The above links affirm what I have long suspected, which is that coding bootcamps are a soft form of a scam. I am not alone: a Google search shows a similar conclusion, that coding bootcamps, although they initially held promise as a cheaper alternative to 4-year degrees and a possible solution to the student loan debt crisis, fell way short of such goals. They are not an outright scam but they are ethically dubious, because:
1. Bootcamps are possibly more expensive than even 4-year colleges when one factors in the lack of scholarships and other financing options. Although colleges may have a higher sticker price, students do not typically pay the entire price (only 12% of college students pay full tuition, and the average student at a private liberal arts college only pays half the listed tuition price), whereas there is no expectation of a discount when you join a bootcamp. Some bootcamps such as Lambda have a financing option in which they garnish some of your wages (so-called ‘income sharing’), which can be more expensive than paying off student loan debt.
2. Coding bootcamps vastly inflate their success rates and hiring rates. This is an open secret among the industry. In regard to purported successes, they also do not discriminate between high-quality and low-quality job prospects (being hired at McDonald’s may be considered a ‘success’ as far as some coding camp are concerned). They also do not take take into account how long graduates must search for a job. It is not uncommon for gradates to spend months or longer trying to land a technical job, or even years, if they ever do. So not only are you $10-30k in the hole in terms of tuition, but also you are wasting whatever time you are enrolled in the camp learning ‘skills’ that will barely make you employable, and then you are also wasting additional months or years looking for a coding job that could otherwise be spent working even if it is a low-paying job.
3. A certificate of completion/graduation from a bootcamp is often not considered a valid credential in the eyes of employers, making it effectively worthless. Even a degree in literature from a bottom-ranked college is better than a coding certificate in terms of employment prospects. A major problem is that graduates lack proficiency. In an attempt to make coding , which is an inherently difficult and intellectually demanding skill, accessible to as many potential paying customers as possible, the courses must be dumbed-down and graduation rates inflated.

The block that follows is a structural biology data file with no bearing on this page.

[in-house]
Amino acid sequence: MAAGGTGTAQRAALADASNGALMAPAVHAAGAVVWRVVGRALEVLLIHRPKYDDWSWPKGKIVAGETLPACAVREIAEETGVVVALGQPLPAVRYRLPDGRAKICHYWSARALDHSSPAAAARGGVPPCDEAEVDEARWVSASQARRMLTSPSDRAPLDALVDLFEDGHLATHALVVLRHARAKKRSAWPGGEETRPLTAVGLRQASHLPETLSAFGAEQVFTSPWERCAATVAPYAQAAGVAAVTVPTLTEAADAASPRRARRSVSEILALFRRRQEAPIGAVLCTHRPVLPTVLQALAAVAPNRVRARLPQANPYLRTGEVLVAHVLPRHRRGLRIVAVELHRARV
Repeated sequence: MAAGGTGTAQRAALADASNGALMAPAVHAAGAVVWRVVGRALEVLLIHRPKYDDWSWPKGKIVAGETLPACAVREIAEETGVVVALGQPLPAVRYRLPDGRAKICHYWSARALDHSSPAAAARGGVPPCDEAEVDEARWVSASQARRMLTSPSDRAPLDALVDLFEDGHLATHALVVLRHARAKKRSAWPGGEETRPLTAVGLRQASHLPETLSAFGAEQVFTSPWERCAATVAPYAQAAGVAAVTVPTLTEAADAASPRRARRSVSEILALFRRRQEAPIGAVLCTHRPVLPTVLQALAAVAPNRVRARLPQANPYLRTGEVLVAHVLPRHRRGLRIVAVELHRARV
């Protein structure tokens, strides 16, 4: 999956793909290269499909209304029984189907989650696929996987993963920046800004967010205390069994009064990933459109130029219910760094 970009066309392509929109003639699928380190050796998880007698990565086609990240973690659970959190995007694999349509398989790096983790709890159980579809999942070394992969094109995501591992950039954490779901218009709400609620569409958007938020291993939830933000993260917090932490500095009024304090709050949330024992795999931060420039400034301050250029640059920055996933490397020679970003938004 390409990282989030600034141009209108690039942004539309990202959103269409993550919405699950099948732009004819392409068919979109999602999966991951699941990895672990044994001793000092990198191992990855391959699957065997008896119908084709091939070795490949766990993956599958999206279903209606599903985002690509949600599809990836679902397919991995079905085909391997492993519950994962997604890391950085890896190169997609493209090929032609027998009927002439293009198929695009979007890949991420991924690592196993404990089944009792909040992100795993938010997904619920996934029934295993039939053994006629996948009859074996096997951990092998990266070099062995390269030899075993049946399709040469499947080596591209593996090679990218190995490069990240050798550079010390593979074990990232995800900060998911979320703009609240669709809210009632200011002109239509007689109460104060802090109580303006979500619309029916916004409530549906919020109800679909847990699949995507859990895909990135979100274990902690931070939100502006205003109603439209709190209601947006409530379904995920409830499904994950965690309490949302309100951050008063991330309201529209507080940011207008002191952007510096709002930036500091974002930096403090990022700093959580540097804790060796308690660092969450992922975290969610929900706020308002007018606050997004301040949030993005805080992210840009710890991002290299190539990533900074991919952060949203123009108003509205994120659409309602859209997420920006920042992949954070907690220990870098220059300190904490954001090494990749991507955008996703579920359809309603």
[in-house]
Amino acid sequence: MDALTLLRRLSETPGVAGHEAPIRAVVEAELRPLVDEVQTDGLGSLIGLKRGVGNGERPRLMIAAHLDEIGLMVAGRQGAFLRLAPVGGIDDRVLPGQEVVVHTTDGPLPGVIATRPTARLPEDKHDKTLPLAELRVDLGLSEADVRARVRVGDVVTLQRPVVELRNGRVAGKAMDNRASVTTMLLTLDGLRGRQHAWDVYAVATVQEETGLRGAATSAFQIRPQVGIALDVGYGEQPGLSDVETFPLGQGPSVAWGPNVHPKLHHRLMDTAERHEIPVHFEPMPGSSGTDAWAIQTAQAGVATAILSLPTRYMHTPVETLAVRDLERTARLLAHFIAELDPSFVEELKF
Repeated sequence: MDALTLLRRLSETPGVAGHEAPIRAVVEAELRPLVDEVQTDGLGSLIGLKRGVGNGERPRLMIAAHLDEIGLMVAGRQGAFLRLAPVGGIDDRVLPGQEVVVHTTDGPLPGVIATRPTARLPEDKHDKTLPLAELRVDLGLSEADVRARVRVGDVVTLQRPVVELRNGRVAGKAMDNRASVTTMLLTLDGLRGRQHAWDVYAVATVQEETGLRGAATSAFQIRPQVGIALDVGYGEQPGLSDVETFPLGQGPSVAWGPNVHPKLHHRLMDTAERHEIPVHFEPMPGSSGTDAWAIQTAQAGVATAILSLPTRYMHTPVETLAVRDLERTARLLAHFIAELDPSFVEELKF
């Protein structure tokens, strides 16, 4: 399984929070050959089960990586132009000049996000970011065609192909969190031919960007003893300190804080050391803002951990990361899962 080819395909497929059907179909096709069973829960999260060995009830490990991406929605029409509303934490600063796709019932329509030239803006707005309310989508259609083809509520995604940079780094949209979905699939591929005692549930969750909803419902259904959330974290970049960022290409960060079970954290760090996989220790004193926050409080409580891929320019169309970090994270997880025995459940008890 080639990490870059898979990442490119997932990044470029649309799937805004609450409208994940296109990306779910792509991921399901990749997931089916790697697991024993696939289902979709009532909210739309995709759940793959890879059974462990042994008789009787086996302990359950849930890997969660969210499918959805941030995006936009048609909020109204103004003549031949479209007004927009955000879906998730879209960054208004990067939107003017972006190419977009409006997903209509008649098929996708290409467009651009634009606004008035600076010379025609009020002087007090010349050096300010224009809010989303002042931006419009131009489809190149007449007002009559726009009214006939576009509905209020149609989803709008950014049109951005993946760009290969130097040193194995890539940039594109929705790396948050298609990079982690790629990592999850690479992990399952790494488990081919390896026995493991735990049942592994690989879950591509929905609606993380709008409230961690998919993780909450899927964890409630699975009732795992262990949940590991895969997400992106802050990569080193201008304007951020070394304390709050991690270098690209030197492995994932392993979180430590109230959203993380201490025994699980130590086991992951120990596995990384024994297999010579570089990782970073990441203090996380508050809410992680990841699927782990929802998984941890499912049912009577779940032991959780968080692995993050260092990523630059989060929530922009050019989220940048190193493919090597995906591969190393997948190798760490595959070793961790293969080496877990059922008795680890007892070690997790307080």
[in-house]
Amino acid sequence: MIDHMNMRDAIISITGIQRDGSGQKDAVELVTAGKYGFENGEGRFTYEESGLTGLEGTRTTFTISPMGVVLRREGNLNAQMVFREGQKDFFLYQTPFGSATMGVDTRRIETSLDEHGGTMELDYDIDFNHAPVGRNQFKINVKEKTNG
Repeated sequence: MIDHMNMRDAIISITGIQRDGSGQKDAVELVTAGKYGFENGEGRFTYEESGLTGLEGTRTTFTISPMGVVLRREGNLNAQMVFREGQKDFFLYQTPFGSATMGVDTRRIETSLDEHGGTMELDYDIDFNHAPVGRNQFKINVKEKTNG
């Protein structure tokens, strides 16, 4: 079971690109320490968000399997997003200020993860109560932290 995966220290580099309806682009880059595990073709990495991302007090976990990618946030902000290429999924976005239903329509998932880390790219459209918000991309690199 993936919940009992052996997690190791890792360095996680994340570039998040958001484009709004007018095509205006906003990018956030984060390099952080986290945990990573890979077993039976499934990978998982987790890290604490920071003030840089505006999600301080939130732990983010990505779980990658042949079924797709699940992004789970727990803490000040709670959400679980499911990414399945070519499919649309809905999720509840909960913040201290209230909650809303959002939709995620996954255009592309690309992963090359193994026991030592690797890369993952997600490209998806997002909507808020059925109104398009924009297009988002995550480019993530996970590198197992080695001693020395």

The poor quality and outcomes of bootcamps– such as in terms of the inadequate curriculum, high costs, and poor employment prospects–is an example of how the public sector may be superior to the private one, and how privatized solutions fail relative to public ones. This does not mean that the privatized approach must always be inferior, but in this case it is. The libertarian idealization of private solutions to public problems (such as student loan debt) falls short, at least in so far as coding bootcamps are concerned. As bad as student loan debt may be, coding bootcamps are even worse (from the perspective of the consumer). Same for for-profit colleges, which are notoriously pricey and a waste of money in terms of the degree being worthless and not a valid credential in the eyes of employers.
Given how low interest rates are and all the generous financial aid, scholarship, forbearance, and deferment programs for college students and grads, there is no reason anyone should attend a bootcamp when college is cheaper and has vastly better job prospects. Yeah, college is more expensive, but what matters is what is actually paid, not what is owned, and the math works in favor of college. But what about student loan debt not being dischargeable through bankruptcy? But the interest rates on credit card debt are much higher than student loan debt and there are far fewer forgiveness and forbearance programs, and also 2005 changes to the bankruptcy law makes it much harder to discharge credit card debt. Credit card purchases can be repossessed, but a degree cannot. Defaulting on government loans may result in some phone calls and letters and possible garnishment of wages, which can be challenged in court, but the government’s options to collect the money are fairly limited. For defaulted student loans, wage garnishment is a final option that can be successfully contested in court and negotiated.